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No Fear 

Fearless Baking bravely goes to the delicious zone


These days, to be competitive, eateries west of the Rocky Mountains need to appear sensitive to the yawning litany of emerging food allergies and diet preferences.

Made-from-scratch foods using local ingredients doesn't cut it anymore—for the hyper-demanding, über-conscious customers of the American West, a bakery must cater to the picky/sickly/dieting/impossibly fit patrons who require gluten-free, processed sugar-free, paleo, whole wheat, raw, local and with coconut oil (because of those easily metabolized medium-chain triglycerides—or something like that). Often such food tastes like a less-exciting version of the real thing; a ghost cookie.

But not at Fearless Baking, a brand-new bakery in Midtown that bravely offers plenty of "the real thing" (wheat-and-butter-packed goodies), alongside paleo bars, gluten-free muffins and naturally sweetened banana bread. And—bonus!—it's a cool space run by friendly folks.

Located in a small business park on Division Street (along with Angel Thai), the three-week-old bakery has smartly situated itself to be the "go to" spot for nearby workers needing breakfast, lunch, snacks or caffeine. Inside are older wooden tables (a la ReStore), exposed timber beams, a multi-colored wood bar and a big glass case that holds a mouth-watering selection of goods. Outside is a small patio for warm-weather eating.

Despite the mid morning hour, a steady stream of customers came and went during my visit, all of them floating in and out the door to a Buena Vista Social Club soundtrack.

"Do you have anything sweetened with agave or fruit juice?," asked one middle-aged woman. Fearless co-owner Elise Hurley politely directed the patron to the paleo and gluten-free banana bread ($4) and coconut paleo bars—both sweetened with a touch of honey.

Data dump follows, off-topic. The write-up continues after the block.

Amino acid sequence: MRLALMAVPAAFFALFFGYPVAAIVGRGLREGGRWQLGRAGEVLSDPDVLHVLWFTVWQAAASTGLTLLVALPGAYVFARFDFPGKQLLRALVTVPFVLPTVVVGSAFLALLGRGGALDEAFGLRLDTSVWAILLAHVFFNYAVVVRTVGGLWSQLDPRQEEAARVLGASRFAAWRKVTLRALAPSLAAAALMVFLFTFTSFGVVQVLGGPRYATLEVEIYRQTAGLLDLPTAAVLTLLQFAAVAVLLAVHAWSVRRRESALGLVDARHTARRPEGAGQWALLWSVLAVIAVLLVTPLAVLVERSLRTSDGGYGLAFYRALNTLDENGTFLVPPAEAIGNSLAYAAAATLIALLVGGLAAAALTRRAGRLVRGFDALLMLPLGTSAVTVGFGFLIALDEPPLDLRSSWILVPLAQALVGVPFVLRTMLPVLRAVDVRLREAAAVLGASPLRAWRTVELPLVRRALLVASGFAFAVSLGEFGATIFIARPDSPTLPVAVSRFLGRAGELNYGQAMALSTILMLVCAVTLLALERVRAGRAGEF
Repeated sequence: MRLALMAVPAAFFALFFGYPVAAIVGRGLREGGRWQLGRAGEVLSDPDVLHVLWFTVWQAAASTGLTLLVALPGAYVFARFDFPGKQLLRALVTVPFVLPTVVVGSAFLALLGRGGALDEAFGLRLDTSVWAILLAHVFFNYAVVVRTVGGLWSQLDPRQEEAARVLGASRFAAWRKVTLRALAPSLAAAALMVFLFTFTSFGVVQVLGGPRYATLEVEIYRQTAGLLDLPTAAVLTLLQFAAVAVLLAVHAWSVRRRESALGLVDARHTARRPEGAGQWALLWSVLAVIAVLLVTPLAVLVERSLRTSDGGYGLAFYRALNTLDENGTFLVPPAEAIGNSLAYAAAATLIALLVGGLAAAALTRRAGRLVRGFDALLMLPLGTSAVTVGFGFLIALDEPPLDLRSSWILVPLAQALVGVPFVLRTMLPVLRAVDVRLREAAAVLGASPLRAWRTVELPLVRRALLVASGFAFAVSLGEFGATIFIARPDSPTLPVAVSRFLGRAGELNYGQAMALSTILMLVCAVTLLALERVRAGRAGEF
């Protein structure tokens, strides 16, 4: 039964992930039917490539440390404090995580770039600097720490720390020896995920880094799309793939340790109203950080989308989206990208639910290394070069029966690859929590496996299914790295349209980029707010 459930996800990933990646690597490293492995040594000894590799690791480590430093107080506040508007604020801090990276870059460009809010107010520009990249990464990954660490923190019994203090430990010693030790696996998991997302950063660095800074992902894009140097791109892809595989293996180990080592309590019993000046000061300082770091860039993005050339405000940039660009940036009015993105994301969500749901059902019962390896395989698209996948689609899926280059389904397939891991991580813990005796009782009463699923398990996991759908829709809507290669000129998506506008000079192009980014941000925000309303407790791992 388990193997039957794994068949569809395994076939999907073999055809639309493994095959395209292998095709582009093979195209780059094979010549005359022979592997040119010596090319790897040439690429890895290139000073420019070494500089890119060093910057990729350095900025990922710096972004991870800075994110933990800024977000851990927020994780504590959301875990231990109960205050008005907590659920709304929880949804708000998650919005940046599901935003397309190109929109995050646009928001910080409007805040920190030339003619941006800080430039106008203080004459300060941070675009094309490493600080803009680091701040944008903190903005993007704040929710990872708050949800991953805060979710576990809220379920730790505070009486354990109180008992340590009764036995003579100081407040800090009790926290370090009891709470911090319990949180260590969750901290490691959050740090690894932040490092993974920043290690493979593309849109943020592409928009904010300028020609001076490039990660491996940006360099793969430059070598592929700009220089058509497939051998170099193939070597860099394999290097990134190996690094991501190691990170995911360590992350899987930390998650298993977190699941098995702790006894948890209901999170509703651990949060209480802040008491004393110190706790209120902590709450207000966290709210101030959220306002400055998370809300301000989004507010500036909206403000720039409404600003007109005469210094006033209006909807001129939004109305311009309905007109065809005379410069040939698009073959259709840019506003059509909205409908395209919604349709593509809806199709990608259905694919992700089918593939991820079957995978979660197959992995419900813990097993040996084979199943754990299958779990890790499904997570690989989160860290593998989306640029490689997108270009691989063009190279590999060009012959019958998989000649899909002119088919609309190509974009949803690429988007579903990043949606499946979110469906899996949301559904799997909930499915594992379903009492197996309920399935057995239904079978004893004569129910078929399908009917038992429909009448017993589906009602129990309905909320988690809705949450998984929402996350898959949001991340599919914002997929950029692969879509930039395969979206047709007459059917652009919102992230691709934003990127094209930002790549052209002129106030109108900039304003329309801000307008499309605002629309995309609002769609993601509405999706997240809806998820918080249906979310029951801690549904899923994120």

"I love feeding people," Hurley later told me. The 30-something baker shares the business with co-owner and fellow baker Abby Jensen.

Another customer ordered one of the English muffin breakfast sandwiches ($5.75), which featured thick bacon slices, egg and fresh spinach greens all on a rosemary English muffin. For lunch, Fearless offers daily salad and sandwich specials. And, of course, there's a coffee bar, with beans supplied by Bellatazza and teas from Metolius.

Everything I brought back to the office was quickly devoured. The Sunrise Cinnamon Roll, with an orange zest and marmalade filling ($3), was flaky, rich and not overly sweet. The Chocolate Chip Cream Puff ($2.25) was great, and would have been amazing with vanilla ice cream (a dining-in option). For savory goods, try the salty and soft pretzel with homemade honey mustard dipping sauce ($3), which, according to our editor, "tastes like being at the ballpark, in a good way." The Oatmeal Chocolate Chip Cookie ($3) was plenty good, but a touch crisp—cookies are no place to skimp on butter. I also should have ordered the popular Sunny Side Up ($3.50)—a puff pastry with cream cheese and an apricot on top, made to look like a baked egg on toast.

Fearless' artful pastries closely rival Sparrow Bakery's elegant offerings, and given the delightful dietary options, lunch staples and well-made espresso drinks, we'll be back.

Fearless Baking

1900 NE Division St., 541-508-7469

Open Wed.-Fri. 7 am-5:30 pm; Sat.-Sun. 7 am-2 pm

Baked goods also available at Bluebird Coffee Company and local farmers markets


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